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On the Character 神 (Shén)
The notion of a Thunder God is a familiar figure in popular culture—People magazine's sexiest man alive in 2014, actor Chris Hemsworth,springs to mind, wielding the sacred hammer mjolnir to defend New York and London against alien invasions as he declares his undying love for the beautiful Natalie Portman in recent Marvel blockbusters. This Norse-inspired hero represents a well-known cultural trope, but it is perhaps less well-known that the ancient Chinese had a similar way of looking at their deities, so much so that the earliest Chinese character for "god" comes in the form of lightning. It occurred during the Shang Dynasty (1600 BCE – 1046 BCE) when the concept of god was written down as a swirl of lightning on oracle bones. The modern equivalent of the pictogram is 申 (shēn). Later, the radical 示(shì), indicating worship, was added to the left side. 示 was also a pictogram in the form of an altar on which the sacrifice was presented. With that, the character is complete: 神 (shén), the mysterious, all-powerful deity.
According to Chinese folk religion everything is governed by a god: the god of wind, or 风神 (fēngshén); the god of thunder, or 雷神 (léishén); and the god of sun, or 太阳神 (tàiyáng shén). Those are just some of the gods of the sky. When you look down to the earth, there are the mountain gods, or 山神 (shānshén); the sea gods, or 海神 (hǎishén); and the river gods, 河神 (héshén). Even in the modest household of the common man, there's the door god, or 门神 (ménshén), and stove god, or 灶神 (zàoshén), whose duties are to ward off evil and to record the deeds of the family. Of course, practical as the Chinese people are, their most worshiped deity is probably the god of wealth, or 财神 (cáishén). He is often represented as a gentleman with a red silk robe with golden embroidery who smiles and holds a jade scepter named ruyi in his right hand, with a gold sycee (a traditional ingot) on the left, the god of wealth can be found anywhere there's business to be done.
神 can also be used to describe genius and great talent. In the past, people used to refer to a doctor with great medical skills as 神医 (shényī), a particularly smart kid is called 神童 (shéntóng), and a crack shot is 神枪手 (shénqiāngshǒu). 神 goes on to mean "magical and amazing" and forms a series of words and phrases. For instance, 神通广大 (shén tōng guǎng dà) means "be infinitely resourceful", as in 他打探起小道消息来,真是神通广大 (tā dǎtàn qǐ xiǎodào xiāoxi lái, zhēnshi shén tōng guǎng dà), meaning, "He is infinitely resourceful at digging up gossip." 神乎其神 (shén hū qí shén) means "miraculous" but not without a satirical tone, as in 这种保健品被吹得神乎其神 (zhèzhǒng bǎojiànpǐn bèi chuīde shén hū qí shén, this dietary supplement ispraised to the heavens).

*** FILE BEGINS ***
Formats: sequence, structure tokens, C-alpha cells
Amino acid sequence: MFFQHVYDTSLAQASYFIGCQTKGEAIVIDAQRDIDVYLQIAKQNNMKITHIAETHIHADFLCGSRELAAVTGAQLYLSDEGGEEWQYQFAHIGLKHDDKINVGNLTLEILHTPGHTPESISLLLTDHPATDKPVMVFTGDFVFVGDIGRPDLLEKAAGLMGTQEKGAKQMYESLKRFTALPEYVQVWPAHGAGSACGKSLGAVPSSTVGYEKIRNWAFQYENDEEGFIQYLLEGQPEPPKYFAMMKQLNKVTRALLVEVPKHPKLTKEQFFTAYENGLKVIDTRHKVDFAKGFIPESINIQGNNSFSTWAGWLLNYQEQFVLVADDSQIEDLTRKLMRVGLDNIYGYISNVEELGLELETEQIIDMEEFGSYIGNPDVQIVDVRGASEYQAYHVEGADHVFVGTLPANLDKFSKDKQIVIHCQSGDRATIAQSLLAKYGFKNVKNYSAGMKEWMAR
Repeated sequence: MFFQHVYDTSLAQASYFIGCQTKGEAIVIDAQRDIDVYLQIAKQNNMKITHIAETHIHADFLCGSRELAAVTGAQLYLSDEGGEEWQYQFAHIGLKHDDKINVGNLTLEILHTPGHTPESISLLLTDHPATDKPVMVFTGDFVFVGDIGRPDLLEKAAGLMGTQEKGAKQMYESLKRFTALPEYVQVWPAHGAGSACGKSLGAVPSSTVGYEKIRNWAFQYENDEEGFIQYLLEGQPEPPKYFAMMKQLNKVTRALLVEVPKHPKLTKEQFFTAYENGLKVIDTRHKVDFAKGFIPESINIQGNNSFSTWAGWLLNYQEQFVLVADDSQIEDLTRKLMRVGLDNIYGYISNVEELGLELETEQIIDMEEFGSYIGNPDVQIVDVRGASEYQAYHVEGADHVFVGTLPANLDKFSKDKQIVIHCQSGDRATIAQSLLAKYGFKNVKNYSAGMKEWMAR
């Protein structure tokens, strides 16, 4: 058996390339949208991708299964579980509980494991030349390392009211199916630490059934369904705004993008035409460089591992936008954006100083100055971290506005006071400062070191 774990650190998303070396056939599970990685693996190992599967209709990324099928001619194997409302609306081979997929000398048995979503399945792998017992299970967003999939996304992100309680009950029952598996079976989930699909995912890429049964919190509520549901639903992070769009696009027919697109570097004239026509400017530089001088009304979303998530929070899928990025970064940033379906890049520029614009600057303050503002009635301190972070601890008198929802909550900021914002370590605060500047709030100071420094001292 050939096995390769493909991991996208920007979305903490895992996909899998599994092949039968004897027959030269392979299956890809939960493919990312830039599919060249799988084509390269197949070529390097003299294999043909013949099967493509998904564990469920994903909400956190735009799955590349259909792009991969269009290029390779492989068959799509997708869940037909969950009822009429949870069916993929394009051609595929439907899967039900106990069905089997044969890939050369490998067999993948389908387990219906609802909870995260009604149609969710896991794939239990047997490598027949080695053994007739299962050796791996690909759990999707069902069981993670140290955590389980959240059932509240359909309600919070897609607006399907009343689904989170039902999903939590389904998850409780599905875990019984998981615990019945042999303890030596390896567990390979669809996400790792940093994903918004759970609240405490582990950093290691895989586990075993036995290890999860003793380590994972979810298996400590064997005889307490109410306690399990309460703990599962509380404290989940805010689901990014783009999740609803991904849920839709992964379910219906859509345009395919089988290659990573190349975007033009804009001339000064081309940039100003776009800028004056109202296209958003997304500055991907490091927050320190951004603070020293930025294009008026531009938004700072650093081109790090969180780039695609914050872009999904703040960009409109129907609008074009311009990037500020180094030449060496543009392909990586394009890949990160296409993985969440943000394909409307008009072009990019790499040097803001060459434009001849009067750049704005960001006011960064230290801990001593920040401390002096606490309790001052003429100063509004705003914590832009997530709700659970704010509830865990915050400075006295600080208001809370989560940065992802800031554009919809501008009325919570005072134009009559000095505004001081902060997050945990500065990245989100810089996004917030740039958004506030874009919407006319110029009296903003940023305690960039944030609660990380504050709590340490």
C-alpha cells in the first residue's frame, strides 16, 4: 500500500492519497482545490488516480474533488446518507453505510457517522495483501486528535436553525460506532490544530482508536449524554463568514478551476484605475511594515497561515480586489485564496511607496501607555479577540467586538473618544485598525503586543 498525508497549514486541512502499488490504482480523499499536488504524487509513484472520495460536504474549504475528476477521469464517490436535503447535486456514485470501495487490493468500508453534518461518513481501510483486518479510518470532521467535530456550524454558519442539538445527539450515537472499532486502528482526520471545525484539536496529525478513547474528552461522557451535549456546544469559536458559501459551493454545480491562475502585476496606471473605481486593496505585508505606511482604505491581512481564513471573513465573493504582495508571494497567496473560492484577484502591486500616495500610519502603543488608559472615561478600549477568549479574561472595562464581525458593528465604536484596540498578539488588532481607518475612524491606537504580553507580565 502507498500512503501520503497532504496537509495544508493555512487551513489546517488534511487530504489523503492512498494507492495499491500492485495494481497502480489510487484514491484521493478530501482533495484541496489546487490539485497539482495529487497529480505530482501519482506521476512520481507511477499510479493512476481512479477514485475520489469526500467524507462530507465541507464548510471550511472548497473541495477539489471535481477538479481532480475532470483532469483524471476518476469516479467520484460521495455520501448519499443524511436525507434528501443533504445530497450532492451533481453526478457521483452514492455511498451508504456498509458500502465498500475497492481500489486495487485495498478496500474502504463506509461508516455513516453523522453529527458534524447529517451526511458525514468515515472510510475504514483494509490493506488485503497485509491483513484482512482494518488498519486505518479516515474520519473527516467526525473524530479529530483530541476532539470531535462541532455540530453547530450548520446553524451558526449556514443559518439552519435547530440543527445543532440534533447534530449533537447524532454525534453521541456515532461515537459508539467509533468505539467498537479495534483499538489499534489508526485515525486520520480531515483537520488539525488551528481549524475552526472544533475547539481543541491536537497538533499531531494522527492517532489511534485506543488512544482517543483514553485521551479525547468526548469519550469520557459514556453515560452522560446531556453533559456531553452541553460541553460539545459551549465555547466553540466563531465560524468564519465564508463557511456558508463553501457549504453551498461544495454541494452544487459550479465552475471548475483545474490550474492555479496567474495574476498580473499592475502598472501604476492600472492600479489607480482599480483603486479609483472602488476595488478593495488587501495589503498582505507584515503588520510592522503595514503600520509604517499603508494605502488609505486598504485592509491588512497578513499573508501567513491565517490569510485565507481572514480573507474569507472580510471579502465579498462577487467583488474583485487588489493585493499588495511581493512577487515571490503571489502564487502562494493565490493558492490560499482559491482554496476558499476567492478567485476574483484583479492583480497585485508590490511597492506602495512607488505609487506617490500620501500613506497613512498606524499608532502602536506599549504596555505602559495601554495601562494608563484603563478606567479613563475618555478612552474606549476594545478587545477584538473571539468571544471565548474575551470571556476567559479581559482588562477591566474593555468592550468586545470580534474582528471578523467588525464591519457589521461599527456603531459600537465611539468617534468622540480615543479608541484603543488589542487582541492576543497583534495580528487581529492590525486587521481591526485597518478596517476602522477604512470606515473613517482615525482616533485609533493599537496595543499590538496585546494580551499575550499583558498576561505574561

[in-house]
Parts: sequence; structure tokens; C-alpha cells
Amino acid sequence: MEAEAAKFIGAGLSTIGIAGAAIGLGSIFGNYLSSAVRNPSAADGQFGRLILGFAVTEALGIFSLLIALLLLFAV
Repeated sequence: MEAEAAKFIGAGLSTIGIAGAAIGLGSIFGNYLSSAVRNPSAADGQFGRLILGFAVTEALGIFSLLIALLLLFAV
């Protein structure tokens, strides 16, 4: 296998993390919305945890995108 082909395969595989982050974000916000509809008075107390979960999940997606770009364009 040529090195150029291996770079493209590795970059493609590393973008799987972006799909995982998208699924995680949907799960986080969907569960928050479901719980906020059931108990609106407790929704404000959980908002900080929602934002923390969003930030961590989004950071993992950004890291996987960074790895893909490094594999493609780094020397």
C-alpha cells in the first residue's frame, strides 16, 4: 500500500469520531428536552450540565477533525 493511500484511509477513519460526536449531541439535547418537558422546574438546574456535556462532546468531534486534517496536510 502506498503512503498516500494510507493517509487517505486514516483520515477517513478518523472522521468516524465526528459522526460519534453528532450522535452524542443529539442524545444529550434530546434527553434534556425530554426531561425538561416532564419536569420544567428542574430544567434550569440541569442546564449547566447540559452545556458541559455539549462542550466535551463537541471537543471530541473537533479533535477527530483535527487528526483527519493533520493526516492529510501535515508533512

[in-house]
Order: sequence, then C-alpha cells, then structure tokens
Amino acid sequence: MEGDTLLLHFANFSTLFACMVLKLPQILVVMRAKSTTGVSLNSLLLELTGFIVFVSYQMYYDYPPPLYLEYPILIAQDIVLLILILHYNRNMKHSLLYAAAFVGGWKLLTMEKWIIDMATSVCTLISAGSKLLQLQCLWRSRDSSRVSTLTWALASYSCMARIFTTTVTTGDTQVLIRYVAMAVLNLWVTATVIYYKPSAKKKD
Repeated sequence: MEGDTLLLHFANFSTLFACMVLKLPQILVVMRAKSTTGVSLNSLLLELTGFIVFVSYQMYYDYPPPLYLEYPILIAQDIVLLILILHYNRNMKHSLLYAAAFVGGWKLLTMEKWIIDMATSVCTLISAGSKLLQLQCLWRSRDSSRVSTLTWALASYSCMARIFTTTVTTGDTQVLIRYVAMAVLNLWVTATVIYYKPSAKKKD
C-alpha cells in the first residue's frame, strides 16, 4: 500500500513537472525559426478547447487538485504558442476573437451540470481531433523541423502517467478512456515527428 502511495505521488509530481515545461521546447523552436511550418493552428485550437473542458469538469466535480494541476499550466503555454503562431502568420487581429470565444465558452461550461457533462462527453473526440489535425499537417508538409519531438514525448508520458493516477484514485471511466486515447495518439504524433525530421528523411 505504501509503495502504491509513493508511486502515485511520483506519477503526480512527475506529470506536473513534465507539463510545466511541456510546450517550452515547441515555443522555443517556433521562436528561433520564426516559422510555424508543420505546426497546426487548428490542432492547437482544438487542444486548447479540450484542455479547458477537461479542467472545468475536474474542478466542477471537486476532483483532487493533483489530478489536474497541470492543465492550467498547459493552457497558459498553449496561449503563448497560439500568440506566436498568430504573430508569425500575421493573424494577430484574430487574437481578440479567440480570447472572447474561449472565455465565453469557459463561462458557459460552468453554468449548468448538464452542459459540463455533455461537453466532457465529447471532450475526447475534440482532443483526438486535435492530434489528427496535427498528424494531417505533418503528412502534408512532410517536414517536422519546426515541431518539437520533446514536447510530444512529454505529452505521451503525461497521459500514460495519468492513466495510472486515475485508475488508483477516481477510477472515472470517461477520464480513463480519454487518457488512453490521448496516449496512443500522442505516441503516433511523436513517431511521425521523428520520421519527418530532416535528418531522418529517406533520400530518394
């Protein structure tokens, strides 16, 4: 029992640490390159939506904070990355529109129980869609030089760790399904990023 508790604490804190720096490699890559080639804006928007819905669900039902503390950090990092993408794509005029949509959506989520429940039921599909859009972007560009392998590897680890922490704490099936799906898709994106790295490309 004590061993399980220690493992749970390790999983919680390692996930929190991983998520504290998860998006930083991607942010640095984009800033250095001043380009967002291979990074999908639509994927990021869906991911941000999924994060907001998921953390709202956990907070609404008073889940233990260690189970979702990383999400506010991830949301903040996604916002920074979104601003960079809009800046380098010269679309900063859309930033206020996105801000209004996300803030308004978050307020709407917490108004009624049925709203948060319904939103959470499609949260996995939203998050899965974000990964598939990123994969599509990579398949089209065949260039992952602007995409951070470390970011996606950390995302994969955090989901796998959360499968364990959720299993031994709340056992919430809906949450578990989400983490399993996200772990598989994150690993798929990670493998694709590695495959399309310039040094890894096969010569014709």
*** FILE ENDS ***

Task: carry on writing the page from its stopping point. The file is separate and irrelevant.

神 and 鬼 (guǐ, ghost) often go hand in hand to mean superpowers or the supernatural. 鬼使神差 (guǐ shǐ shén chāi), literally "manipulated by ghosts and gods", is used to describe surprising coincidences, unexpected events, or having done something inexplicable, as in 我鬼使神差地把盐加进了咖啡里 (wǒ guǐ shǐ shén chāi de bǎ yán jiā jìn le kāfēi lǐ). As if manipulated by the spirits, I added salt to my coffee). Another phrase, 鬼斧神 (guǐ fǔ shén gōng) literally means "ghosts' axes with god's technique" and is used to describe uncanny workmanship. The phrase 神出鬼没 (shén chū guǐ mò), literally "to appear like a god and disappear like a ghost", is often used to describe mysterious goings on. If something is conducted in secrecy, we use the phrase 神不知,鬼不觉 (shén bù zhī, guǐ bù jué), literally "unknown to god or ghost".
Chinese culture has never really been heavily religious, especially with the influence of Confucianism. Confucius told people "to respect ghosts and gods but also keep your distance" (敬鬼神而远之 jìng guǐ shén ér yuǎn zhī). In addition, there are a series of god/ghost combinations with negative connotations, such as 牛鬼蛇神 (niú guǐ shé shén), literally "ox ghosts and snake gods", which means "wicked people of all descriptions". Other phrases include 装神弄鬼 (zhuāng shén nòng guǐ, to disguise oneself as a ghost or a deity [to deceive people]) and 疑神疑鬼 (yí shén yí guǐ, be unreasonably suspicious).